General well-being could be due to genetic variations, researchers have reported.
Using a large scale study involving 298,000 individuals, Vrije Universiteit (VU) Amsterdam researchers have identified the genome that plays a role in how humans interpret happiness.
Professor of Genoeconomics Philipp Koellinger and professor of Genetics and Wellbeing Meike Bartels used data from the Netherland Twin Register and other family researches and found that individual experiences of happiness and overall well-being may be due to inherent genetic differences.
Past studies have focused on how happiness contributes to predisposition to illness and longevity. A study, for instance, has revealed that happiness alone does not improve lifespan.
In 2012, David Cameron also started a nationwide measure of well-being, The Happiness Index, to help the government factor in happiness as part of physical and mental health when formulating policies.
In the lastest study, the researchers explored well-being interpretation while taking into consideration five physical risk factors that contribute to negative health outcomes affecting mood, including smoking, body mass index (BMI), fasting blood sugar, triglyceride levels, and coronary artery disease.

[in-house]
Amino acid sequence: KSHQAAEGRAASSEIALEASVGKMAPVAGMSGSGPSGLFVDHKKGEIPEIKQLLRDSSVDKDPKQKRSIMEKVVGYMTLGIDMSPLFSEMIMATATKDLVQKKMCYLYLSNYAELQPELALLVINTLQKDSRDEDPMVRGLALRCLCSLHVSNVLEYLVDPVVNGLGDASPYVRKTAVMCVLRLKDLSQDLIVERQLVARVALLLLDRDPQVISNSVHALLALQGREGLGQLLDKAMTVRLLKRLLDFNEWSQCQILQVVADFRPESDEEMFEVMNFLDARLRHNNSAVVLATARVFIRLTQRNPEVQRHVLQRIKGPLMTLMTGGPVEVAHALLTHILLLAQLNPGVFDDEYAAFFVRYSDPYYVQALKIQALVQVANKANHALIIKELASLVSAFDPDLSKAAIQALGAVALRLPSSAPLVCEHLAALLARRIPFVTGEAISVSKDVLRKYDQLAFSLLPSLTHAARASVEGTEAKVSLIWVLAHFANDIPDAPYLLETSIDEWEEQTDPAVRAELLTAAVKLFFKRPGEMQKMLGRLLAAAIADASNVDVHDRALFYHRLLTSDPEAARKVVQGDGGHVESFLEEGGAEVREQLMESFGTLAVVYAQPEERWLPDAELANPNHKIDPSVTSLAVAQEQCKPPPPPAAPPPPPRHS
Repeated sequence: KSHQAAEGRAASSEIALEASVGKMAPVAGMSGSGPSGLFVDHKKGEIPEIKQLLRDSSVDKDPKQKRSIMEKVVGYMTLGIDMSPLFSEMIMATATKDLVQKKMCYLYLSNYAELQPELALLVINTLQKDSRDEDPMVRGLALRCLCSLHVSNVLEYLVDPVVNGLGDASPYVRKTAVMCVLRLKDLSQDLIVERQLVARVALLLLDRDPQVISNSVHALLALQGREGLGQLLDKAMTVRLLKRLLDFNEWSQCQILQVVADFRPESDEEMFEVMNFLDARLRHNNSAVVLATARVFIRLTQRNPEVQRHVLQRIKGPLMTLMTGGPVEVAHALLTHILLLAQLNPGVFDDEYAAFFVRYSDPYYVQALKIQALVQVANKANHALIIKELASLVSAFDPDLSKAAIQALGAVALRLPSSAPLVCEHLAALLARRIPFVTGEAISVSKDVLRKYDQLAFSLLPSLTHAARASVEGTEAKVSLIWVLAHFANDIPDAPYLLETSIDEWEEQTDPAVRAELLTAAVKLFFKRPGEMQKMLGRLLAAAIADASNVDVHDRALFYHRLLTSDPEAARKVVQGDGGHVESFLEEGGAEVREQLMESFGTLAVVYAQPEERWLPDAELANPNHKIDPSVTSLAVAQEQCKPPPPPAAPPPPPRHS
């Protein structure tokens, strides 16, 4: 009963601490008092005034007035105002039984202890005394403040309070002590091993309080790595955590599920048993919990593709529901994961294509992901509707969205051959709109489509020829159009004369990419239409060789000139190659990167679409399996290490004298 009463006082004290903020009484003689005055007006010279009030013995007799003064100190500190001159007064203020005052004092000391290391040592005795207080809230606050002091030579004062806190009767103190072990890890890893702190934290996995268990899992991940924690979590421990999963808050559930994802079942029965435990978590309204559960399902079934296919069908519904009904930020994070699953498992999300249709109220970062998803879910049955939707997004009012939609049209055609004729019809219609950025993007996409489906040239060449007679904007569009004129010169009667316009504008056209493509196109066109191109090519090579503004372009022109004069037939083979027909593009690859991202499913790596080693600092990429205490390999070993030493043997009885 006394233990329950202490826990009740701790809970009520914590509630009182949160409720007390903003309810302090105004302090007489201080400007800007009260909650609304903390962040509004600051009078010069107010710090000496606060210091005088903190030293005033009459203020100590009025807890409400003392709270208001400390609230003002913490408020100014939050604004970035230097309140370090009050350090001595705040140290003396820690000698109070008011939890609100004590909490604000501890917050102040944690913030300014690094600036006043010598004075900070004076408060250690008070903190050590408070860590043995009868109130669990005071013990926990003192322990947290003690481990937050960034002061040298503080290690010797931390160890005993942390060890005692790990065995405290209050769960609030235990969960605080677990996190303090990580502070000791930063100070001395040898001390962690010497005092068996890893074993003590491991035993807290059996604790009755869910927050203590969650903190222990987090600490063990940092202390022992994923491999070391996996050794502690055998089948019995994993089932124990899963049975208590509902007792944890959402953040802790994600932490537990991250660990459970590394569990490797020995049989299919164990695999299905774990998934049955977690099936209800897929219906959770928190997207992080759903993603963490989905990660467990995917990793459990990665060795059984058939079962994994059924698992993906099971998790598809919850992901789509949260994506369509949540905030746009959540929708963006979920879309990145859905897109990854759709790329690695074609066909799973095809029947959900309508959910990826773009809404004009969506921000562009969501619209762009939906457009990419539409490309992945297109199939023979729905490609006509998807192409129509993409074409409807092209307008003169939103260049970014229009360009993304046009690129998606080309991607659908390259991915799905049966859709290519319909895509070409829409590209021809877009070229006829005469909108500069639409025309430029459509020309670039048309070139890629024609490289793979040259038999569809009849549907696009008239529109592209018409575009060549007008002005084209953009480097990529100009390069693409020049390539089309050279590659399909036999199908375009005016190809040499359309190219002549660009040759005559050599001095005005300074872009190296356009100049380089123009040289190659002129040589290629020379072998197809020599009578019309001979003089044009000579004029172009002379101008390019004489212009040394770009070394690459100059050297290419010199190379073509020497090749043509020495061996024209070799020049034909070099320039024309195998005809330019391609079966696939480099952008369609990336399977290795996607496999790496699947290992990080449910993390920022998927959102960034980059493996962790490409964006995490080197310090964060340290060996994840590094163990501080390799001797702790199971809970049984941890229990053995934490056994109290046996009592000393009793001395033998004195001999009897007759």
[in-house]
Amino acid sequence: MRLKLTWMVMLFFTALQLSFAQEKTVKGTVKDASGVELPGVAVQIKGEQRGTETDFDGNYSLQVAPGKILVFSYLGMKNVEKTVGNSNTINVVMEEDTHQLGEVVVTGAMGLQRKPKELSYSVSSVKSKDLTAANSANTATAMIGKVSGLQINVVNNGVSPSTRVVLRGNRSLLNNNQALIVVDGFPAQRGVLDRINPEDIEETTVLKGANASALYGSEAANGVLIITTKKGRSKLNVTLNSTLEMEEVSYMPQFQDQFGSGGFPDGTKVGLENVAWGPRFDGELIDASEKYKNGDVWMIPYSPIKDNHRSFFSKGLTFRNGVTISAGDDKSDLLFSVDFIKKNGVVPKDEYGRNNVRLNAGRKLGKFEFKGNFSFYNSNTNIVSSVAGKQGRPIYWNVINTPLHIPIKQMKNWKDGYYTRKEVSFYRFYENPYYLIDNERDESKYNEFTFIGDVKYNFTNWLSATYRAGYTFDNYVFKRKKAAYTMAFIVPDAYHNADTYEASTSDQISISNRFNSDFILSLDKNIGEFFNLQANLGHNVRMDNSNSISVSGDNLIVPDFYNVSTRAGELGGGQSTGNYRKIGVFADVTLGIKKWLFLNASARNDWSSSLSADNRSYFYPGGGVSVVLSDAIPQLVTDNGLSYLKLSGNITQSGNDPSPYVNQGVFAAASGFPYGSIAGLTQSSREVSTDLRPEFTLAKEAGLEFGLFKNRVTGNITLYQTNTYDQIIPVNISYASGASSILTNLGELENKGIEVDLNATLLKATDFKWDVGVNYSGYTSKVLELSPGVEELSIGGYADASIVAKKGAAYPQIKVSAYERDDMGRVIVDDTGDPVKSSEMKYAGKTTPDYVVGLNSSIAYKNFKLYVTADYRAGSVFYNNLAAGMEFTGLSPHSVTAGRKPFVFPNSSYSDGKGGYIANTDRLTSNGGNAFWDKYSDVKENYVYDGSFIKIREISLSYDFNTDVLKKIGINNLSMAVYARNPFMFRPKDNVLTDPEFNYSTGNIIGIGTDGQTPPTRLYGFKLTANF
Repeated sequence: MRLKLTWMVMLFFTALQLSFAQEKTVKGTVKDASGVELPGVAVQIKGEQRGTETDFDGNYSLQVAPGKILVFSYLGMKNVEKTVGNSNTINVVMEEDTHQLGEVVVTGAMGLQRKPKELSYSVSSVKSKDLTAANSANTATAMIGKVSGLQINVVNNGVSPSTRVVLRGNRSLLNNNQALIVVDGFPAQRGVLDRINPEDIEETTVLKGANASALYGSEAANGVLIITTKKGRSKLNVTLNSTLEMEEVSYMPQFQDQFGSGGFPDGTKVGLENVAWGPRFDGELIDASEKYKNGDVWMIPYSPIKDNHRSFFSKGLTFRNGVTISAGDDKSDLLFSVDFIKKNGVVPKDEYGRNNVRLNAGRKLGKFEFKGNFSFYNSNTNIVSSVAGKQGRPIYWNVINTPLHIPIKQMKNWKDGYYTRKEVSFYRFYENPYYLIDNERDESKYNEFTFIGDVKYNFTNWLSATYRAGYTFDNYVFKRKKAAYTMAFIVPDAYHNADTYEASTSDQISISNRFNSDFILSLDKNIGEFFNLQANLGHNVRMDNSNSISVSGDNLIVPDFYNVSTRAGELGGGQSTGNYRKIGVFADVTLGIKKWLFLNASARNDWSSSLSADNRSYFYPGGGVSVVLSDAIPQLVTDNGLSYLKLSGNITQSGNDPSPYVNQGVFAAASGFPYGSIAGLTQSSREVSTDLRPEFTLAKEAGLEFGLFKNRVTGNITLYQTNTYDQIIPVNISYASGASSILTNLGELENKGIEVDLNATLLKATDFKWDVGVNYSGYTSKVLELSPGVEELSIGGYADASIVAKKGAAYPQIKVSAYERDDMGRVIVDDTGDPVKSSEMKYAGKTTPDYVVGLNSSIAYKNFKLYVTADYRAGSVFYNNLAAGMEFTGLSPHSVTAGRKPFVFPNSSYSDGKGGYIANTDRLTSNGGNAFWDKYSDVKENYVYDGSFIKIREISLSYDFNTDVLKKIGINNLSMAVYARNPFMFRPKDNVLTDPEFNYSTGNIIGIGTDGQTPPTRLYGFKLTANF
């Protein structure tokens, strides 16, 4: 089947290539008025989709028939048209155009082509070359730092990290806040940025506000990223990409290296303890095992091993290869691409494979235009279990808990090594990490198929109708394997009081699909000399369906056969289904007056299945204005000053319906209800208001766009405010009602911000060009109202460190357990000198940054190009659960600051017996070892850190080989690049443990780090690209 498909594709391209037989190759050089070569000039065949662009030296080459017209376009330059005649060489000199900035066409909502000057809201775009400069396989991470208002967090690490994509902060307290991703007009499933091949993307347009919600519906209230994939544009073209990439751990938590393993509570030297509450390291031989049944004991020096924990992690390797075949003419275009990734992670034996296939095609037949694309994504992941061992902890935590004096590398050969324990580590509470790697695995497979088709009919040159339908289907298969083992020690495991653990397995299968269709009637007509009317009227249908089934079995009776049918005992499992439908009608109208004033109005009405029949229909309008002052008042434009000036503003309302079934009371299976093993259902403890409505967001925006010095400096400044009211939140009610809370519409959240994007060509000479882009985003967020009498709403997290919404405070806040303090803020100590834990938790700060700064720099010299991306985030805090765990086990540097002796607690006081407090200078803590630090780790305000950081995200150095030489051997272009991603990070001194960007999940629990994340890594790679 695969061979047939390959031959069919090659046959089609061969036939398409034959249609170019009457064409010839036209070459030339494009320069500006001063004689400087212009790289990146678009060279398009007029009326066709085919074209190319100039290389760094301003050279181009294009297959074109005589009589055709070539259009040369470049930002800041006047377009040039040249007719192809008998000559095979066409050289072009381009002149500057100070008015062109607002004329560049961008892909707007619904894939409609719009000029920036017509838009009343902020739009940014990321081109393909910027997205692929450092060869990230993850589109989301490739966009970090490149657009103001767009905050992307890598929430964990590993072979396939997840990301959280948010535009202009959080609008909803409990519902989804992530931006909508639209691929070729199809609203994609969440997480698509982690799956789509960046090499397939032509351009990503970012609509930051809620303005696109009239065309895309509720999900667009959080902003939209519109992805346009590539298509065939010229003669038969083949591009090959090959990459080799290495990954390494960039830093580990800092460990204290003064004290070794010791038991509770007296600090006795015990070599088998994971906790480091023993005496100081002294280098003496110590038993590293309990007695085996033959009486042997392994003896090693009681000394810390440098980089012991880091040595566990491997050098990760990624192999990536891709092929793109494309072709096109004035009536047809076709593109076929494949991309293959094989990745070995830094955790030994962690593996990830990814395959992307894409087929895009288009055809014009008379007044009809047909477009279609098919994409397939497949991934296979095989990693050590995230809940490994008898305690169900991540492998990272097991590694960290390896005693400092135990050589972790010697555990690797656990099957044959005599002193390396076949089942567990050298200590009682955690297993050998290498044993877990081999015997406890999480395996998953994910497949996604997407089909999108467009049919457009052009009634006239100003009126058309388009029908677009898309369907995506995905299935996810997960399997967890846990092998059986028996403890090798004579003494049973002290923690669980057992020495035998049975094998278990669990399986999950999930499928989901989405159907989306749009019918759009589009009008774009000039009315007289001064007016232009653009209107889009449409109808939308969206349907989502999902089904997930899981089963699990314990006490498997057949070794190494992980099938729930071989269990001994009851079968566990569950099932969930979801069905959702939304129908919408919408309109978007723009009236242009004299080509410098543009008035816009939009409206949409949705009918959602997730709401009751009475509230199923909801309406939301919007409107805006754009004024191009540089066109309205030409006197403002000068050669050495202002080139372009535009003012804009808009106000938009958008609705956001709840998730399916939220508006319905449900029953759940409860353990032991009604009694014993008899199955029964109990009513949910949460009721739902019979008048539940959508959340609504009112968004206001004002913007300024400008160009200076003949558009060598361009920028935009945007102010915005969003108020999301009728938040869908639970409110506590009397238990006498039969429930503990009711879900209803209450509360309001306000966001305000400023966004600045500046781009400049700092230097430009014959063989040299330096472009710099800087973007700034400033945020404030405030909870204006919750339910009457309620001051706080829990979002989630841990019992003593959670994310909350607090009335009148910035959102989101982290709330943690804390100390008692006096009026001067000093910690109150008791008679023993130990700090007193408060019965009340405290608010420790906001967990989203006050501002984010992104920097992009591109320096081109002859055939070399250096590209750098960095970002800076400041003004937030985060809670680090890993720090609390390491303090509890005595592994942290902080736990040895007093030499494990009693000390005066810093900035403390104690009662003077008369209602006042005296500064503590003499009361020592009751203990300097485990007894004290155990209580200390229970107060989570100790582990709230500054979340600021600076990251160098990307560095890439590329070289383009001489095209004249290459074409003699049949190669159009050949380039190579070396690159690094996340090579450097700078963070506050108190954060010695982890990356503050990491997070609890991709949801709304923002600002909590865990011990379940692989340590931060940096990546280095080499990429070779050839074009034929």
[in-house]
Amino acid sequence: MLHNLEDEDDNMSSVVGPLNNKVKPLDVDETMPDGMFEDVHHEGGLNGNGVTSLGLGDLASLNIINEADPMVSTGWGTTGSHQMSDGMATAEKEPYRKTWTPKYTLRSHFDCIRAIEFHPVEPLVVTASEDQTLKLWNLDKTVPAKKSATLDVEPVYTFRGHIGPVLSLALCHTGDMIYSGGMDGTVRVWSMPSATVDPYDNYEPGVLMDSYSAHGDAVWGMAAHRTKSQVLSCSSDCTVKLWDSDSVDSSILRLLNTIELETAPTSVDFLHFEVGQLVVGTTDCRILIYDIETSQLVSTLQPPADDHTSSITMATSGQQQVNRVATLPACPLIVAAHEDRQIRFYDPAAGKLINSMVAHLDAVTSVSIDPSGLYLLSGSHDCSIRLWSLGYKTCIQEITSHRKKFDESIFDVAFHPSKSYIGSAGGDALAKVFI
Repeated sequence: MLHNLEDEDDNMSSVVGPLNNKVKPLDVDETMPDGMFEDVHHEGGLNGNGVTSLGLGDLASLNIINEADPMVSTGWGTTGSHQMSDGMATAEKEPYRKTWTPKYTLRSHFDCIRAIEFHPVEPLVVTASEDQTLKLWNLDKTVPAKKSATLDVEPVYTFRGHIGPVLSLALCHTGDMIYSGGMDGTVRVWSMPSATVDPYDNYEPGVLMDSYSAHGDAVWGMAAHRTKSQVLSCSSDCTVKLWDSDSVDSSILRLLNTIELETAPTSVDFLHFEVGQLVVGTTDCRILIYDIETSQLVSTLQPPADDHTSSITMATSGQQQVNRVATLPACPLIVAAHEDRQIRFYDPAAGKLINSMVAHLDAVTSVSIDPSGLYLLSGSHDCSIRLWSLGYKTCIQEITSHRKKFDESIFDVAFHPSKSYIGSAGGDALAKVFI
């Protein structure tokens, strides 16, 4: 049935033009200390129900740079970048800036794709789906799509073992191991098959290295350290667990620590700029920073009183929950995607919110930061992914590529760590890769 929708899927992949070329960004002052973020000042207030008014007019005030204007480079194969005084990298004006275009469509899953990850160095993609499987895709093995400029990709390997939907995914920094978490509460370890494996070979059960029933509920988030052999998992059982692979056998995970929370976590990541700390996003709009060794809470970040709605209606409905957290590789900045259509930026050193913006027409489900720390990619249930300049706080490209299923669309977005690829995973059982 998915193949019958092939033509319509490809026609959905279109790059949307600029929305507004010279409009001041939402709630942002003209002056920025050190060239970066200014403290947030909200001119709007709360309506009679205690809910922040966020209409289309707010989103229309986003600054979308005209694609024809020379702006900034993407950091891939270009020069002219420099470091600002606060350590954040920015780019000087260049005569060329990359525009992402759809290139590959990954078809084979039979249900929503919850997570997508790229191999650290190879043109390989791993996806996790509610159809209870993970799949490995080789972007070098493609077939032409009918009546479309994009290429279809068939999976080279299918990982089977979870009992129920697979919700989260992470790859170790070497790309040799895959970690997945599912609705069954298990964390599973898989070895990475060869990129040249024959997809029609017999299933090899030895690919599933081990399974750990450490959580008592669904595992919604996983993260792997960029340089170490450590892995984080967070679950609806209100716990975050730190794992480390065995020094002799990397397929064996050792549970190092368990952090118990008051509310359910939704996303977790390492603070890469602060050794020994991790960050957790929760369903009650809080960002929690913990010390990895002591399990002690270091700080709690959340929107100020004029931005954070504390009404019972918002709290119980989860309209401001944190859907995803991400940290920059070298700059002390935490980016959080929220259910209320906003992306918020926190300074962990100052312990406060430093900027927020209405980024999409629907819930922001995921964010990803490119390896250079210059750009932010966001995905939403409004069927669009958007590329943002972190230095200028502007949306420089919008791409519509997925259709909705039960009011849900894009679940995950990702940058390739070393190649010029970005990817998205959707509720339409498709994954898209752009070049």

Bartels and Koellinger identified variations that regulate happiness, depression, and neuroticism, which are all influenced by the same genes. Three genetic variations found in happiness are primarily expressed in the adrenal glands, pancreatic system, and central nervous system. Only two variations were found in depression, while neuroticism is linked to 11 genetic variations.
Bartels explained that locating the three genetic variations for happiness opens up further studies that would identify other variants and how this would affect happiness. Bartels hopes that more studies would follow up on their study findings, particularly about the genetic variation found in depressive symptoms.
"Locating these variants will also allow us to better study the interplay between nature and nurture, as the environment is certainly responsible – to some extent – for differences in the way people experience happiness," said Bartels.
Associate professor of the Center for Economic and Social Research at the University of Southern California Dornsife College of Letters, Arts, and Sciences Daniel Benjamin agrees that psychological trait is a result of genetics and environmental factors.
"The environment is at least as important and it interacts with the genetic effects," said Benjamin, who is a corresponding author of the study.
The study was published online in Nature Genetics on April 18.
Photo: Petras Gagilas | Flickr